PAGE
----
I am so mad and disappointed in myself that I could just scream. I begged the tech for a do-over, but of course now he has to have formal written documentation from my eye doctor stating there is no metal in the plugs. No one wants to get sued, and I can respect that. I thanked the tech for his time and apologized for the 50th time and he smiled and said not to worry and we would reschedule soon. I called my eye doctor back asking them to draw up a document and fax it to Shepherd as soon as posisble. Meanwhile I am simply sick to my stomach over acting like a complete baby and freaking out for no reason whatsoever. I promptly walked outside sat on the nearest bench outside the newly reonvated Shepherd Center and then burst into tears.

But I have learned several important lessons this morning:

1. No one is strong all the time. Everyone is allowed and needs to panic and be scared and then cry over acting like an idiot. If nothing else it is humbling.

2. Having "punctul plugs" put into your eyes does NOT mean you will not be able to cry tears. You can still cry. Lots!

3. Stress comes out in surprising ways. You might think you are handling things perfectly well and NOT scared about possibly having Sjogren's Syndrome and NOT completely frustrated over your eyes hurting all the time on top of not being able to see straight and THEN you panic during a routine MRI and you realize you weren't handling things all that well after all, you were merely suppressing it all.

So you work through the emotions like you went through the boxes of Xmas decorations you pulled from the attic last month, looking at each one and remembering it, laughing, smiling, crying, or whatever else you need to do to process it all. Then you wrap them each back up, gingerly, carefully, put them back into their box, into the attic...and you hope and pray that the ceiling doesn't suddenly decide to cave in and drop the box of emotions right on top of your head!

I still get to see Dr. Thrower or Tracy today. So I will get some nice face time to ask questions, etc. I am grateful for that. And hopefully by this afternoon i will be able to laugh at myself as I tell them I panicked in the MRI for no particular reason. And we will reschedule soon, maybe next week if they have something. And I will try not to be so hard on myself and rather listen to my body, which obviously was trying to tell me something this morning.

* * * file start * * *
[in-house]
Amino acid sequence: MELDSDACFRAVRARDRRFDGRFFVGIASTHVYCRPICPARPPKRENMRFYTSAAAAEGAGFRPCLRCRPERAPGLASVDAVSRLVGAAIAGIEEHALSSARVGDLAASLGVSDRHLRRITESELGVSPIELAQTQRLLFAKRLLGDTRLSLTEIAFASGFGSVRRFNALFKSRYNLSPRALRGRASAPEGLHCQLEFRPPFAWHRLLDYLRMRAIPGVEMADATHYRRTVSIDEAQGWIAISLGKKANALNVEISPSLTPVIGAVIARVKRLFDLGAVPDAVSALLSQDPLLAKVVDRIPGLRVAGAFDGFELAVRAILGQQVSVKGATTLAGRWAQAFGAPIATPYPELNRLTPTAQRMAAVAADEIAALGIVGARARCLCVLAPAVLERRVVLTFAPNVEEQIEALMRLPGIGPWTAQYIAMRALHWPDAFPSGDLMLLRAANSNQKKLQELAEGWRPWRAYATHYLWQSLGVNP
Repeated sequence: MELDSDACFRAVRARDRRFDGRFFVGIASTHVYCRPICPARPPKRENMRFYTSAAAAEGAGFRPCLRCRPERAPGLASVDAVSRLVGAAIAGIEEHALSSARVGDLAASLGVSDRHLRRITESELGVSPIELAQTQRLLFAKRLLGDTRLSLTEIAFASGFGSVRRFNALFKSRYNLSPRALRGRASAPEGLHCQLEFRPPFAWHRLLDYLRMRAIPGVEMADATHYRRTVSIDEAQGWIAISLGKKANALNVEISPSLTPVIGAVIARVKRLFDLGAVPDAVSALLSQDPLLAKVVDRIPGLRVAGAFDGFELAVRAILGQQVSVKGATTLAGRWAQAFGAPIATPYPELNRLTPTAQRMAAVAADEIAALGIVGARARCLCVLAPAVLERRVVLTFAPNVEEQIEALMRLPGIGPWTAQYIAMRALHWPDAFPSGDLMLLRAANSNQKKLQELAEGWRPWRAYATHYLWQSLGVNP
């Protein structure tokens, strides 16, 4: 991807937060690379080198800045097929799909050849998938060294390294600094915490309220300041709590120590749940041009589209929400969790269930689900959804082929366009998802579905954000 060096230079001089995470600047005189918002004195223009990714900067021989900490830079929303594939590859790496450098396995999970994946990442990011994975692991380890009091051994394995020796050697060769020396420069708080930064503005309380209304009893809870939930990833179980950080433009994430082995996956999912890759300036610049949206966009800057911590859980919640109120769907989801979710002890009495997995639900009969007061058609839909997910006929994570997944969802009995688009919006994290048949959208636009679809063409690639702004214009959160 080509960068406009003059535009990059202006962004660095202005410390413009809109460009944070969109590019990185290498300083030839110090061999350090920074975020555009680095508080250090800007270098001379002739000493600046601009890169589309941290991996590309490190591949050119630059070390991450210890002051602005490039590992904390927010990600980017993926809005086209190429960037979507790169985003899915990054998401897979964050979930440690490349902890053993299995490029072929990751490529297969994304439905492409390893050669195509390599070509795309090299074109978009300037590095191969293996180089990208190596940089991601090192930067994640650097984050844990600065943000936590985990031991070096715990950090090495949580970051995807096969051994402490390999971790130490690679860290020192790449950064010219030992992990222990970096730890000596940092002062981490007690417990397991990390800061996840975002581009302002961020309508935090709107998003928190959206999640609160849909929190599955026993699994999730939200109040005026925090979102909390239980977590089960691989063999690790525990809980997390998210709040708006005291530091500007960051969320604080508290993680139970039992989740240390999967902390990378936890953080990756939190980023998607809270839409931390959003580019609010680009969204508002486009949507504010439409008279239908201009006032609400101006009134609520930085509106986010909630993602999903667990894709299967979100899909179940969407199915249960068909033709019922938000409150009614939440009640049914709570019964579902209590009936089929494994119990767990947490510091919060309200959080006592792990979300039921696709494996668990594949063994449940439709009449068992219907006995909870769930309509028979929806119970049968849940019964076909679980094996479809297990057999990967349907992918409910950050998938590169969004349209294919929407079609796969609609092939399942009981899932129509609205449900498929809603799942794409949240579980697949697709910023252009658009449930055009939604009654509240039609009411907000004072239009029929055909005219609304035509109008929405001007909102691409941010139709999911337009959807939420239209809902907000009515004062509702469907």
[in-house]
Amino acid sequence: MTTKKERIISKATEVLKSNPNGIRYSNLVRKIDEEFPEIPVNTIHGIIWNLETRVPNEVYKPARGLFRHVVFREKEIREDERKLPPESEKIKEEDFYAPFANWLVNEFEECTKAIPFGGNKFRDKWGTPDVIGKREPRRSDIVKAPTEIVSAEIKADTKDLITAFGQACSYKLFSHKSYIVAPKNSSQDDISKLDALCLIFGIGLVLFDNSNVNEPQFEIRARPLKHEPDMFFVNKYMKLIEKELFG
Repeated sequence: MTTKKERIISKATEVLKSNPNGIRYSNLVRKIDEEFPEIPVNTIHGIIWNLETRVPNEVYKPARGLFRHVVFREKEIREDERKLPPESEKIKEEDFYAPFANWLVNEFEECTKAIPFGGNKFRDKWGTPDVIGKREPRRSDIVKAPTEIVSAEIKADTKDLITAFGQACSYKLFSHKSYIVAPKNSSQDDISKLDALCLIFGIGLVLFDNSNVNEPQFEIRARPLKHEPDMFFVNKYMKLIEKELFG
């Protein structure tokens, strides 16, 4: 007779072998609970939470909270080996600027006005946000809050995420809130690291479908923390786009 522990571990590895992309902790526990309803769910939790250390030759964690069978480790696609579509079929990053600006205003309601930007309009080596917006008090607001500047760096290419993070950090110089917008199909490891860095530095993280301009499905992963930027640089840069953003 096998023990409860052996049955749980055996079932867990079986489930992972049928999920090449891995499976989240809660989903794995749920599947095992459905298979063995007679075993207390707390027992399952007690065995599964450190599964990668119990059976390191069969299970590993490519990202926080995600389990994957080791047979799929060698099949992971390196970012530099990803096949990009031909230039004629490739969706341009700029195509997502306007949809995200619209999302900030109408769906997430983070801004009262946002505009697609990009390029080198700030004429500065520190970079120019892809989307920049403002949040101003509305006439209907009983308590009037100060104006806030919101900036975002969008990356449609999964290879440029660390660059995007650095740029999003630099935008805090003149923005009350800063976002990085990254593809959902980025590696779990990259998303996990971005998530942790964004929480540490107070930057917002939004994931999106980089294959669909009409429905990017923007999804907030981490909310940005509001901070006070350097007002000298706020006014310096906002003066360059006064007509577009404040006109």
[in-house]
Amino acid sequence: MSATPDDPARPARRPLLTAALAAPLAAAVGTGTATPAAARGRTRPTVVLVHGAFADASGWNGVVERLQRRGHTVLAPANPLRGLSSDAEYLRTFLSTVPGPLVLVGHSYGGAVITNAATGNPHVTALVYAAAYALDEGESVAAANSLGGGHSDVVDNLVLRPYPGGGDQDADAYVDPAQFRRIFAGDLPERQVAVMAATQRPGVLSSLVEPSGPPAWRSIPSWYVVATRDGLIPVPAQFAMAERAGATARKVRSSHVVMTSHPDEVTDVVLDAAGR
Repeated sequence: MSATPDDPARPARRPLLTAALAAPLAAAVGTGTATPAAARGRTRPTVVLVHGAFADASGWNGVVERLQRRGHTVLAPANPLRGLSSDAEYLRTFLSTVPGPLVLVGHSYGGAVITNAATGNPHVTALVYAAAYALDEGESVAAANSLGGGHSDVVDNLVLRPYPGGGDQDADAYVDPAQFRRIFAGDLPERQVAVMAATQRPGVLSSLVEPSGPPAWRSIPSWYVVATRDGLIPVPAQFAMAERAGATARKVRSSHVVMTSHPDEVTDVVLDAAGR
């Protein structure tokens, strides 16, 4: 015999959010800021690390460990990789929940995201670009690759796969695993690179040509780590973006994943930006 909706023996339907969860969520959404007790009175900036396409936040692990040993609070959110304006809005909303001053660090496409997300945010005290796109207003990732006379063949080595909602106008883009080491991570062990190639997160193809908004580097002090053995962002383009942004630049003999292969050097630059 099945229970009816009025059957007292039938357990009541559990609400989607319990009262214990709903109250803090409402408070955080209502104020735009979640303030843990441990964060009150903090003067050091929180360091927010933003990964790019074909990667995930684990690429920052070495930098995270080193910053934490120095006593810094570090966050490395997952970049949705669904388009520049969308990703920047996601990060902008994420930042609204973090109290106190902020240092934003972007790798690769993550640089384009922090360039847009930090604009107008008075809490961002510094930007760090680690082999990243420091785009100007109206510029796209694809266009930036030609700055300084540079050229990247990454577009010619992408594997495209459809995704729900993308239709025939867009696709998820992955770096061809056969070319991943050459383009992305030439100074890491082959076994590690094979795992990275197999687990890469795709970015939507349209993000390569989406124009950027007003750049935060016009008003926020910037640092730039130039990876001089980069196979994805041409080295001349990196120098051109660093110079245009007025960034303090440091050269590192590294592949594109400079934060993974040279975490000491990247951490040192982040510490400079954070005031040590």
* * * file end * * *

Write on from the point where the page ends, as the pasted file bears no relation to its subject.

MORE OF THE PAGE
Lastly, I hope I have not disappointed all of you whom I love and admire. I know we were looking forward to these results and what they would tell us. I am sorry we will have to wait a bit longer. I have always struggled with the idea of perfection, of things being "perfect" and with wanting to achieve some sort of perfection myself. I was a straight A student most of my life (did I mention I now have a 4.0 at Oglethorpe?) and have always beat myself up when I feel I didn't do as well as I should have at something.

Well I can safely say that today, i got a "C", maybe even a "D" at "Passing the MRI with Flying Colors". In fact, I totally failed!!! I pretty much got an "F". And I am still me and I am okay and I will laugh about it and laugh at myself and in the grand scheme of things it is not a big deal.
I am not perfect.
No one is perfect.
And how boring life would be if we were.

Thursday, January 1, 2009

Happy New Year!

Wishing everyone a new year filled with laughter and love, two of my very favorite things!
I am still struggling with my eyes and they are so dry right now (they are much worse at night sometimes) that I am having a hard time keeping them open very long so this is short! But had to send happy 2009 wishes out into the great beyond. It is also my Christopher's 31st birthday. He is currently playing with his Rock Band drumset and new video game.
Boys are never too old for new toys!

Heading to another eye doctor tomorrow for a second opinion on Sahara Eyes. Thanks for the awesome advice and comments to help me everyone! I am also trying to go see a rheumatologist asap to see if this really is Sjogren's or not. Then Monday I am having my MRI of the old brain to see why it keeps causing relapses all the darn time! Busy busy next few days! Will write more soon to keep the updates coming.
But before I go, I have two bits of info to share:
1. Did you know that the Pope, as in The POPE, wears red shoes!?!?! I just found this out today and am thrilled. He obviously is a supporter of finding the cure!!!
2. I will start the new year with this quote. I LOVE quotes. And it applies no matter what your situation is:
"Be of good cheer. Do not think of today's failure, but of the success that may come tomorrow. You have set yourself a difficult task, but you will succeed if you persevere; and you will find a joy in overcoming obstacles." - Helen Keller

May we all find the joy in overcoming our own obstacles.
Happy New Year.